For long sights and accurate levelling work, the effects of curvature of the earth and refraction of the line of sight shall have to be taken into consideration. Due to curvature, the points appear to be lower than they actually are; while due to refraction, they appear to be higher than they actually are. The effect of curvature being greater than that of refraction, the combined effect causes the points to appear to be lower than they actually are.
Earth has a curved face which is assumed to be a level surface but the line of sight as furnished by the levelling instrument is horizontal and not the level line. Therefore, all points on the line of sight are not equidistant from the surface of the earth and consequently the points read on the staff are not strictly at the same level as horizontal hair of the diagram.
The level line falls away from the horizontal line of sight and the vertical distance between the horizontal line and the level line denotes the effect of curvature of the earth.
In Fig., 7.24. A’ is the instrument station and P the point where the staff is held. On looking through the telescope, we sight along AB, the horizontal line of sight, and take the staff reading PB. The point B is consider to be at the same level as A, but actually the points C and A are at the same level. The true reading is, therefore, PC.
The difference BC between the observed and true staff readings denotes the error due to curvature of the earth, which may be determined as follows:
In fig 7.25,
D= the length of the sight or the distance from the instruments to the staff station in kilometers
BC= he error due to curvature.
O= the center of the earth.
R= the radius of the earth.
By Geometry, BC x BE =BA2
Or BC (BC= CE) = BC2
Or BC2 +BC x CE=BA2
Since BC is usually very small as compared with the diameter of the earth and its square will still be much smaller and may therefore be neglected in calculation:
taxing diameter of the earth as 12,742 kilometers ,we get:
Hence the error in staff reading due to curvature of the earth = 0.0785 D2 metres, where D is the distance from the level to the staff in kilometres. The effect of curvature is to increase the staff reading i.e., this error is positive and so the correction is negative.
True staff reading = observed staff reading – 0.0785 D2
It is a well-established law of physics that rays of light passing through layers of different densities do not remain straight but are refracted or bent down towards the denser medium. Consequently, the ray of light from the staff to the instrument is not straight as AB in fig. 7.26 but it follows a curved path AD concave towards the earth as the near the surface of the earth is denser than the upper layers of air.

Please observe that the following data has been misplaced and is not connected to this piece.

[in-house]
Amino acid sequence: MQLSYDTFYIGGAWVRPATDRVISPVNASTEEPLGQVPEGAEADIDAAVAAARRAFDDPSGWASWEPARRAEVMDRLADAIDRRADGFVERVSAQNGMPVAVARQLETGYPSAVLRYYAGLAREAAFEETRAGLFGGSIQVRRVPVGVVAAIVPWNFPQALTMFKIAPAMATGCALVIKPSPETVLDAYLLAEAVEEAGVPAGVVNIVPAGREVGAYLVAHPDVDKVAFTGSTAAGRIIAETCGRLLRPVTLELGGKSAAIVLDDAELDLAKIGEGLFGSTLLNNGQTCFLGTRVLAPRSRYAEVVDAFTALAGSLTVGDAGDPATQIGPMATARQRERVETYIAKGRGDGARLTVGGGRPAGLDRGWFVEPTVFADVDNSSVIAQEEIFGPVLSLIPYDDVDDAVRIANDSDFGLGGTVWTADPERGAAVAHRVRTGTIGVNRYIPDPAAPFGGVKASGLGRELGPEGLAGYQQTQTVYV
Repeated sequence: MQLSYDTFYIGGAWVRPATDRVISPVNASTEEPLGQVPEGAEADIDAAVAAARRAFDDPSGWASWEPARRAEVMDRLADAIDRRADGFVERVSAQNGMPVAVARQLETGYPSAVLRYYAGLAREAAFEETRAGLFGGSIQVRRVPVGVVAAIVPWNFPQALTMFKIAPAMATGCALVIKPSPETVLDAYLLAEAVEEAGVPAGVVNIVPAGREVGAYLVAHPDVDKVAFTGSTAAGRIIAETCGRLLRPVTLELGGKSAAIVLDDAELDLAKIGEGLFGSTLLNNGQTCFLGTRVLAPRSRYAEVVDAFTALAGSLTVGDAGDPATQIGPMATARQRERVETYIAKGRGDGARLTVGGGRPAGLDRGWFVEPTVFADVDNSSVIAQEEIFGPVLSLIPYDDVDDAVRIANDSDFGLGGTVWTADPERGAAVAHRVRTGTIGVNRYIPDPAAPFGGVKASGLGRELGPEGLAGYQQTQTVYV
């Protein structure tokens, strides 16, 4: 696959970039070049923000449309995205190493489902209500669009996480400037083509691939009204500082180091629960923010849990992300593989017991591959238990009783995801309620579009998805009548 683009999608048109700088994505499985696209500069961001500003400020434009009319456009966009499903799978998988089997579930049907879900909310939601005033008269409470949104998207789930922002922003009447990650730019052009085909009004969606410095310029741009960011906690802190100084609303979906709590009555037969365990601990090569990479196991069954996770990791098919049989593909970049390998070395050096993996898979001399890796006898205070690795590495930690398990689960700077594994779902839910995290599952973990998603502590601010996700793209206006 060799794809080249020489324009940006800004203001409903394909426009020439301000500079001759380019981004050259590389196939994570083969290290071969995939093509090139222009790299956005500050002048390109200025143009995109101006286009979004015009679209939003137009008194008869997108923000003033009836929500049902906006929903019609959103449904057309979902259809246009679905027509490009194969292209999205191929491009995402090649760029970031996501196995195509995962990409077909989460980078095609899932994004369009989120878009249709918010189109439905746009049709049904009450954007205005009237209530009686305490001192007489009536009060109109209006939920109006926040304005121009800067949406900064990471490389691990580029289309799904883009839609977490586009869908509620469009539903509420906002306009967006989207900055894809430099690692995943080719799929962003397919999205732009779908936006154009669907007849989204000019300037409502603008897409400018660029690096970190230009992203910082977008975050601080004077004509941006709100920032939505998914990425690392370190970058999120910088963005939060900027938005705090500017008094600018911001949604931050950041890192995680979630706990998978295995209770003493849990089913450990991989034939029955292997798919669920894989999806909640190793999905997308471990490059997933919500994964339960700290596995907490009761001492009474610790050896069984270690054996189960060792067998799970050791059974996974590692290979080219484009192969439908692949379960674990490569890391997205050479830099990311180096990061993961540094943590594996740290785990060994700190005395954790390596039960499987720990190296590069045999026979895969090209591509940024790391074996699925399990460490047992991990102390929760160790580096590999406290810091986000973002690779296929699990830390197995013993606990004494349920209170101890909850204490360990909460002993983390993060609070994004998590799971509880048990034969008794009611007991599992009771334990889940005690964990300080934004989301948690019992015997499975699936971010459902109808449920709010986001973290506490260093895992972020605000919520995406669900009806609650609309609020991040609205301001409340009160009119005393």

Under normal atmospheric conditions, arc AD may be taken as circular and of radius seven times that of the earth. The effect of refraction is therefore 1/7th7 the of that of the curvature, but is of opposite nature. Hence the correction for refraction is additive to the staff reading.
The error due to refraction:
Combined Correction due to Curvature and Refraction:
Since the effect of curvature is to increase the staff readings and that of refraction is to decrease them and also the effect of curvature is greater than that of refraction, the combined effect is therefore, to increase the staff readings, hence the combined correction is subtractive.
The combined error due to curvature and refraction:
And true staff reading = observed staff reading -0.0673 D2
For ordinary lengths of sights, the error is very small and hence negligible. It may be well understood that for 200 m length, it is only 0.003 m and it is just perceptible on ordinary levelling staff. Therefore sights less than 200 m in length, the effect may be neglected.
The combined correction can be application two ways:
(i) By decreasing each staff reading by the amount 0.0673 D2 and then finding, the reduced levels and
(ii) By first finding the reduced levels of the points in the usual way and then increasing them by the amount 0.0673 D2.
The error due to curvature and refraction can be eliminated by equalising back sight and fore sight distances and also by the method of reciprocal levelling which is explained in the article.